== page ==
Tuesday, July 7, 2020

If at first you don't succeed - add more mulch

July is the time when the gardening honeymoon is over.  The bugs are showing up and need to be controlled or eliminated.  The weather is hot and dry and you have to keep an eye on everything so you don't let something dry out, or even worse, over water.  Spring plants are either producing or needing to be pulled and replaced.  Summer veggies are either beginning to produce or need to be planted in the spots where you removed the spring plants.

Black Brandywine Tomatoes
 But it is also the most rewarding time of year.  There is actual food out there.  The flowers are blooming.  Plants are at their prime.  If friends stop by to visit your garden there is something to see other than a mass of green or stretches of tilled soil.  I find it fun when someone asks me "how exactly does cauliflower grow?" and I can walk them over to a large healthy cauliflower ready to pick.

Barlow Jap Tomato plant
And to think I was worried about this one dying in May!
This year I have a big garden.  Of course the overall square footage doesn't change from year to year, but the range of plants does.  And this year I am growing some things I'm not real familiar with.  Nothing completely new, but there are a few things that I am not yet comfortable with and that takes more attention and brain power.  All of these things require attentiveness to equipment and supplies like row covers and supports and potting mix or soil additives.

"Mahon Yam" Sweet Potatoes in Grow Bags
 Each year I garden I hold myself to a higher standard. I say to myself "This year the Flea Beetles/Squash Vine Borers/Cabbage Moths will not leave my crops in desolation.  In fact, they won't even make them look ugly!  I will prevent it.  Somehow."  I WILL have giant cauliflower and broccoli and cabbage.  Even though I've never before grown a giant cauliflower or broccoli or cabbage. And if I ignore the cabbage for a week or two I might not get any results at all.  I've found myself editing my growing plan for next year a month earlier than I would usually begin.  I wouldn't say yet that I am tired of the garden, but reality is beginning to set in and I can not just go sit in the shade and sip sweet tea all day when it is becoming more and more tempting to do so.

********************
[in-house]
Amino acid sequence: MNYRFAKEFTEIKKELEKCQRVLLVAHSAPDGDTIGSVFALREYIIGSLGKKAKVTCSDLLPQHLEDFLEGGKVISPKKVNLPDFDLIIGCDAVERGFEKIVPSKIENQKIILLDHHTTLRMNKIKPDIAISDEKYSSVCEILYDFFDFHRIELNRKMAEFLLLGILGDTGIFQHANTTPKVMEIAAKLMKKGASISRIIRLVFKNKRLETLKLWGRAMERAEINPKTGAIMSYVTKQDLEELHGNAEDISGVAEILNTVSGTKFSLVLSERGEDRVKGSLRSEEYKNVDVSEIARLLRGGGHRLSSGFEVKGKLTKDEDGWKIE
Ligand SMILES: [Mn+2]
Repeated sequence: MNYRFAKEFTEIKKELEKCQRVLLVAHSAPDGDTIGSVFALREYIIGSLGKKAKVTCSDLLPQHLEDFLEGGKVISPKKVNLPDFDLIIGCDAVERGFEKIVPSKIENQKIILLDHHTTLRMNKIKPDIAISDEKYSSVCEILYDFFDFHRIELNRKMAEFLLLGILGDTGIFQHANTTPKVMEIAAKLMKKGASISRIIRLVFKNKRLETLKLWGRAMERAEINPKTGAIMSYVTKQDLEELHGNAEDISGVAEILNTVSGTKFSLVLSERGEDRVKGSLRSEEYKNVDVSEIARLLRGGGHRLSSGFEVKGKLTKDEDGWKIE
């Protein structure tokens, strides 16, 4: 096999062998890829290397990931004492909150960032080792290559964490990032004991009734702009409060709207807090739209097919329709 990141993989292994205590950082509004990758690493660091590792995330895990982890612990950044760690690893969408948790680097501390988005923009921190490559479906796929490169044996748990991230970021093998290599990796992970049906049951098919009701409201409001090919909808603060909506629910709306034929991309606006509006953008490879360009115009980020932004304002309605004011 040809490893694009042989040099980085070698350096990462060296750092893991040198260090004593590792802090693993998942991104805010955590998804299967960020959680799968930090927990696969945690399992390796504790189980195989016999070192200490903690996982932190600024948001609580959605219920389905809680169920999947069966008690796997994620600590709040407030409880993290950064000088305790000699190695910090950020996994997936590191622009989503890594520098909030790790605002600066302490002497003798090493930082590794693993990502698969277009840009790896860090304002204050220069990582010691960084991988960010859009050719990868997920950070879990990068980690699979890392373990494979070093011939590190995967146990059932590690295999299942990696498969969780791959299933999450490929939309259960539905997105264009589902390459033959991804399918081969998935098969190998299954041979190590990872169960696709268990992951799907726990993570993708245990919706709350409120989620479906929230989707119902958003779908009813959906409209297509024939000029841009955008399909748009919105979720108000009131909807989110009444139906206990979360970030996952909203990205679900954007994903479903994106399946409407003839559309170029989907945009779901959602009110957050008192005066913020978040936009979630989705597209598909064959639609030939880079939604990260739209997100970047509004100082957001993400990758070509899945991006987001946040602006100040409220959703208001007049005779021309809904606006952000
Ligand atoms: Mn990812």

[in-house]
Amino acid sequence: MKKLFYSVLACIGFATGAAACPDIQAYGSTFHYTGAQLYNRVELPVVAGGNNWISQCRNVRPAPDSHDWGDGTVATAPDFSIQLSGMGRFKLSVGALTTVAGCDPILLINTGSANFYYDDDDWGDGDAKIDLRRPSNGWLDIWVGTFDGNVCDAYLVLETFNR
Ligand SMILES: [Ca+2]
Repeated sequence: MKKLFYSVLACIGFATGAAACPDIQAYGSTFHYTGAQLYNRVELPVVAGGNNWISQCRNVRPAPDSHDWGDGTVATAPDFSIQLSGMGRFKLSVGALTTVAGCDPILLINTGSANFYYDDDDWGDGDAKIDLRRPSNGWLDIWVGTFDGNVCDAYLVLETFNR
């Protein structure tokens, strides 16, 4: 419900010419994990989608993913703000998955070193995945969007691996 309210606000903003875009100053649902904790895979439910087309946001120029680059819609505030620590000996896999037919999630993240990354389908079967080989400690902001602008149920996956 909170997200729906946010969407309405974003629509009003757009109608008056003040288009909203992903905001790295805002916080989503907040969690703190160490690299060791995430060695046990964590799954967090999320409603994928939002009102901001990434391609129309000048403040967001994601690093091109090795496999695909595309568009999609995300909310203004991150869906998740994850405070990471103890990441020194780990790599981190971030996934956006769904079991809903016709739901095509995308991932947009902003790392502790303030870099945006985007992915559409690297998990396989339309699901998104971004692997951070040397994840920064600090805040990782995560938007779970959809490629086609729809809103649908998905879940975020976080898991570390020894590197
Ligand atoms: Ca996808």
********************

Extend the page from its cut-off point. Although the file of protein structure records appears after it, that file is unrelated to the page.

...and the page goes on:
Carminat Beans
60-65 day bean at 6 weeks of growth
I really do know how to grow pole beans -
Pole Beans 2012
Surprisingly (to me anyway) this year the biggest struggle seems to be with pole beans.  I'm trying two new (to me) varieties so I'm not sure exactly how to gauge their progress.  But they are much less vigorous than I would expect.  They are not growing as well or as rapidly as beans normally grow for me.  One variety is supposed to reach 6 feet tall and the other 8 feet tall but at this point their height can still be counted in inches. The leaves are small and show signs of sun stress although this week they are showing new growth for the first time in weeks.  I'm not worried about the soil because I have lettuce and cucumbers planted along with them and they are thriving.  They are on the same watering schedule of the Lima Beans.  So - when in doubt - Mulch!

I reseeded half of these a week ago and mulched with leaves